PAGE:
INDIAN FTR 1200
From the FTR750 racebikes to the FTR1200 Custom, we have been watching and waiting patiently for the day we could ride an American-made tracker on the street. Indian Motorcycle unveiled its FTR 1200 production bike for the world to see, and while it is a dramatic change from the Custom that they’ve been using to tease this model, we were not disappointed. The FTR 1200 will come in two models, starting at $12,999 for the base model and $14,999 for the FTR 1200 S.
Fans of the FTR1200 Custom will instantly notice some pretty major changes to the production model, but that’s to be expected when moving from a custom bike with race genetics to something made for consumers and street use—and that’s not even counting the price drop from somewhere around $50,000 to $15,000. The most noticeable external change on the new FTR 1200 comes in the exhaust pipe, which loses the Custom’s iconic high and tight 2-into-2 flat-track pipes for a more traditional street-style exhaust with a little kick-up at the rear. The muffler is quite large and does a little too good of a job at muffling the exhaust note of the bike, but I imagine that’s one of the first things customers will change with aftermarket items. But while a lot of the top-level accents of the FTR1200 Custom have been cut down, the inspiration remains, and that’s carried through every aspect of this new bike.
The bike’s 3.4-gallon gas tank lies underneath the rider’s seat, making up the bulk of the tailsection and leaving an airbox where the traditional gas tank would sit. This helps evenly distribute the weight and allows more airflow into the engine, but will also undoubtedly make customization much more difficult. This bulky piece is probably what will catch the most flak from a design perspective because it looks a little sportbike-y and shows a lot of plastic. The design is obviously driven by function, and we imagine it will function very well.
The engine is very similar to the Scout’s motor, but some key components have been upgraded to make the FTR more aggressive. Compared to the Scout’s 1,133cc engine that puts out a claimed 100 hp, the FTR’S 1,203cc engine puts out a claimed 120 hp and 80 foot-pounds of torque. The difference comes from the 12.5-to-1 compression ratio, high-flow cylinder heads, and dual throttle bodies optimizing airflow and increasing power output. A low-inertia crankshaft now allows quicker revving for faster acceleration and better throttle response. One of the most important changes to the ride comes in the drivetrain, which integrates a new slipper clutch. This is designed to reduce rear wheel slip on deceleration and offers a lighter lever pull. And, of course, this new 1200 wouldn’t have true FTR genetics without a chain drive.
The trellis frame of the FTR 1200 is made of tubular steel, with an aluminum subframe. Aluminum components include the single-sided shock mount, rear engine mount, and midframe and front head mounts. The swingarm and rear suspension design are similar to that of the FTR750 racebike in their geometry, utilizing tubular steel construction and a side-mounted monoshock. Providing 5.9 inches of travel, the swingarm pivots on the engine’s crankcase, saving weight and keeping things compact. The FTR 1200’s rear shock had preload and rebound adjustment, while the FTR 1200 S has a piggyback shock with preload, compression, and rebound adjustment.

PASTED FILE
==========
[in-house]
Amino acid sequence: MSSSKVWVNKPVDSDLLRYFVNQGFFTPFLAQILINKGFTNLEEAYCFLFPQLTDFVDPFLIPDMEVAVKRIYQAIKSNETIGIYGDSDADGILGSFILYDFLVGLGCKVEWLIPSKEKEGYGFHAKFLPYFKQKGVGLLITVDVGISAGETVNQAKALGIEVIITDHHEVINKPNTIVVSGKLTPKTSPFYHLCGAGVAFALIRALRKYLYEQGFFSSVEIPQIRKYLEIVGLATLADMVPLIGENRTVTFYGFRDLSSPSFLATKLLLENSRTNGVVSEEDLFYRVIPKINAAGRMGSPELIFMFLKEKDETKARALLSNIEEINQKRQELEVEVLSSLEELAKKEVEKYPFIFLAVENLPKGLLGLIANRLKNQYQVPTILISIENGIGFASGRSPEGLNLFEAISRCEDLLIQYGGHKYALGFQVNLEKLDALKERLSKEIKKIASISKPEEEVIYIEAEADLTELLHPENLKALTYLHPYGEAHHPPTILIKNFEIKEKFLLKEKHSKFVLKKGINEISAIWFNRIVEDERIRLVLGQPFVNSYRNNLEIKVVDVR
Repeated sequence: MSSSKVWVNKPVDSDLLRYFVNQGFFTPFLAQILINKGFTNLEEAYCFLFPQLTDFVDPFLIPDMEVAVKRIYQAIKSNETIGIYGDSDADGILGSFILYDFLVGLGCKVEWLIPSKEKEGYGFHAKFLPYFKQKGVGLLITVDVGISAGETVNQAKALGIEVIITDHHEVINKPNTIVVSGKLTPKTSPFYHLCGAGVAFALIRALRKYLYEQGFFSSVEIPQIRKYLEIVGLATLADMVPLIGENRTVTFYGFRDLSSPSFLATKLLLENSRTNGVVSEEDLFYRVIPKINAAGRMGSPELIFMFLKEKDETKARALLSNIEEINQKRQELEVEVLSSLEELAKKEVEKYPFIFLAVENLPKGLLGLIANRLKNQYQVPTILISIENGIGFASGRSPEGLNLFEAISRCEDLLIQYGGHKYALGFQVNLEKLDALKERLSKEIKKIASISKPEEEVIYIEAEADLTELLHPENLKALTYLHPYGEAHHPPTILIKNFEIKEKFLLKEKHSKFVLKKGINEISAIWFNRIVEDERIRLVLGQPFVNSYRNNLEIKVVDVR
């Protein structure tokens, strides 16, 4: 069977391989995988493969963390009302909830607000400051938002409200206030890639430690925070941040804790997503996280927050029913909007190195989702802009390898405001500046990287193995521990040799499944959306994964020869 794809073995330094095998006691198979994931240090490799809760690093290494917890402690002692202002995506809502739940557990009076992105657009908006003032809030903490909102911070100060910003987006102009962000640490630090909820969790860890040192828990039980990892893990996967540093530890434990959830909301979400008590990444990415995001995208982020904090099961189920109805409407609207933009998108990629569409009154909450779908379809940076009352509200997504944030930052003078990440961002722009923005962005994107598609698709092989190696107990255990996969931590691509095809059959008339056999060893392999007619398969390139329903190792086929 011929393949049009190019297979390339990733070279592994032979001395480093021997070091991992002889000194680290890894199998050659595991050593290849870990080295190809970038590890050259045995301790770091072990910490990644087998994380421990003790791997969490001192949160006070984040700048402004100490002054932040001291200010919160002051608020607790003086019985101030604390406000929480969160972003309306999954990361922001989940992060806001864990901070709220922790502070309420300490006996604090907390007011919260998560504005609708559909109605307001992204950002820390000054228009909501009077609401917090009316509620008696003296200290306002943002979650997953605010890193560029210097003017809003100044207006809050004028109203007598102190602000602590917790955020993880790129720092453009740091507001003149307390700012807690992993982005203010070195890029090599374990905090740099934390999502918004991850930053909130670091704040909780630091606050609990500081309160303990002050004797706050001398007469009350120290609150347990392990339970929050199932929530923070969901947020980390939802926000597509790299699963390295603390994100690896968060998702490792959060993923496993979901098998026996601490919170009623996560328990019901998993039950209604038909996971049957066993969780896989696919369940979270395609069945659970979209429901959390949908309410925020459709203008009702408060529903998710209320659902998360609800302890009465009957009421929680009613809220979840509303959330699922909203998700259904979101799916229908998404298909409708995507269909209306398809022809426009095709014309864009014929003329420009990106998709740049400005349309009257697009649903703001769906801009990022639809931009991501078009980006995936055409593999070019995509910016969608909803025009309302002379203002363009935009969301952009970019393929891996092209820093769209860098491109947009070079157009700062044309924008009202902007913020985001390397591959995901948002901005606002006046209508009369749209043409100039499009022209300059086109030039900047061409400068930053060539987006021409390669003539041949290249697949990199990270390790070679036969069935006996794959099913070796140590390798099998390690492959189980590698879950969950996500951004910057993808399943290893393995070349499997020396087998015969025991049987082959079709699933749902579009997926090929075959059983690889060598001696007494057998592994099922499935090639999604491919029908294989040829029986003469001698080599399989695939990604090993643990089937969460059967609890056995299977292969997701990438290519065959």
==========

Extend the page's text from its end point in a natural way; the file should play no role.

The front suspension will vary from model to model as well, giving you a black nonadjustable 43 mm inverted fork on the base model and a fully adjustable gold fork on the S model. Both bikes will have 5.9 inches of travel up front and a rake of 26.3 degrees, as well as a trail of 5.1 inches. Stopping the bike up front are 320 mm discs mounted straight to the wheels and radially mounted Brembo four-piston calipers. In the rear, a single Brembo two-piston grips a 260 mm floating disc, and ABS comes standard on both models.
One of the coolest things people will notice immediately on the new 1200 is the new display screen. This is only available on the S model, and will undoubtedly be a reason many people choose the higher-end option. A 4.3-inch Ride Command LCD touchscreen is fully customizable to display your gauges, navigation, Bluetooth music, and more. A fast-charge USB port allows riders to keep their phones paired and charged up as well. The screen is bright and sharp, instantly impressive, and will make anybody on the base model with their normal gauge very jealous.
I have toured the research-anddevelopment facility during the process of this bike’s development and seen what has gone into it. Indian has beat the absolute hell out of these in testing and made sure they’re equipped to come out on the other side unscathed. If the specs and pictures here didn’t have me sold on this new model, watching them wheelie drop-test the thing a hundred times and evaluate the stresses on the frame would. Or watching them run the engine at redline until it’s glowing and evaluate the stresses there. This thing is going to be amazing, and I can’t wait to ride it.
“IF THE SPECS AND PICTURES HERE DIDN’T HAVE ME SOLD ON THIS NEW MODEL, WATCHING THEM WHEELIE DROP-TEST THE THING A HUNDRED TIMES AND EVALUATE THE STRESSES ON THE FRAME WOULD.”